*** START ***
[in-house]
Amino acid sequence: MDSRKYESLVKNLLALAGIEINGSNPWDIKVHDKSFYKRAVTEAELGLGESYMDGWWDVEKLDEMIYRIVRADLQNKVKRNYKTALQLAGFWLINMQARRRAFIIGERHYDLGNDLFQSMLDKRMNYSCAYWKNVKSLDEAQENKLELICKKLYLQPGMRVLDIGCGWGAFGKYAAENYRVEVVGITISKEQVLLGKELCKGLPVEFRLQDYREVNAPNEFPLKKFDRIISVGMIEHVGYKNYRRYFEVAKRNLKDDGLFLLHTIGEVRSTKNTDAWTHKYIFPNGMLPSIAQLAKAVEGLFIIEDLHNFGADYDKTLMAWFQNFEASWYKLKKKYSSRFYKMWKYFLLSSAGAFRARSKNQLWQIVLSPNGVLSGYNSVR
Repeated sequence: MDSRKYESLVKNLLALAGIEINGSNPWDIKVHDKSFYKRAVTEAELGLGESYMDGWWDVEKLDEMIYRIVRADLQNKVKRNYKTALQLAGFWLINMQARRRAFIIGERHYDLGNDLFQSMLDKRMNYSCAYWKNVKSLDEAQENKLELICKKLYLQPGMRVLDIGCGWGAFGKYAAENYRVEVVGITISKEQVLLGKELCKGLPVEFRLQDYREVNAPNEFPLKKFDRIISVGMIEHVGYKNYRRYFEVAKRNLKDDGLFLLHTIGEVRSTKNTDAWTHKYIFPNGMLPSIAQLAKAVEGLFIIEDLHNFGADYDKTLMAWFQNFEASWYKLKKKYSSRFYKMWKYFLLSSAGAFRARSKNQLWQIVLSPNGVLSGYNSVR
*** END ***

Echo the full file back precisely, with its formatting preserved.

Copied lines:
[in-house]
Amino acid sequence: MDSRKYESLVKNLLALAGIEINGSNPWDIKVHDKSFYKRAVTEAELGLGESYMDGWWDVEKLDEMIYRIVRADLQNKVKRNYKTALQLAGFWLINMQARRRAFIIGERHYDLGNDLFQSMLDKRMNYSCAYWKNVKSLDEAQENKLELICKKLYLQPGMRVLDIGCGWGAFGKYAAENYRVEVVGITISKEQVLLGKELCKGLPVEFRLQDYREVNAPNEFPLKKFDRIISVGMIEHVGYKNYRRYFEVAKRNLKDDGLFLLHTIGEVRSTKNTDAWTHKYIFPNGMLPSIAQLAKAVEGLFIIEDLHNFGADYDKTLMAWFQNFEASWYKLKKKYSSRFYKMWKYFLLSSAGAFRARSKNQLWQIVLSPNGVLSGYNSVR
Repeated sequence: MDSRKYESLVKNLLALAGIEINGSNPWDIKVHDKSFYKRAVTEAELGLGESYMDGWWDVEKLDEMIYRIVRADLQNKVKRNYKTALQLAGFWLINMQARRRAFIIGERHYDLGNDLFQSMLDKRMNYSCAYWKNVKSLDEAQENKLELICKKLYLQPGMRVLDIGCGWGAFGKYAAENYRVEVVGITISKEQVLLGKELCKGLPVEFRLQDYREVNAPNEFPLKKFDRIISVGMIEHVGYKNYRRYFEVAKRNLKDDGLFLLHTIGEVRSTKNTDAWTHKYIFPNGMLPSIAQLAKAVEGLFIIEDLHNFGADYDKTLMAWFQNFEASWYKLKKKYSSRFYKMWKYFLLSSAGAFRARSKNQLWQIVLSPNGVLSGYNSVR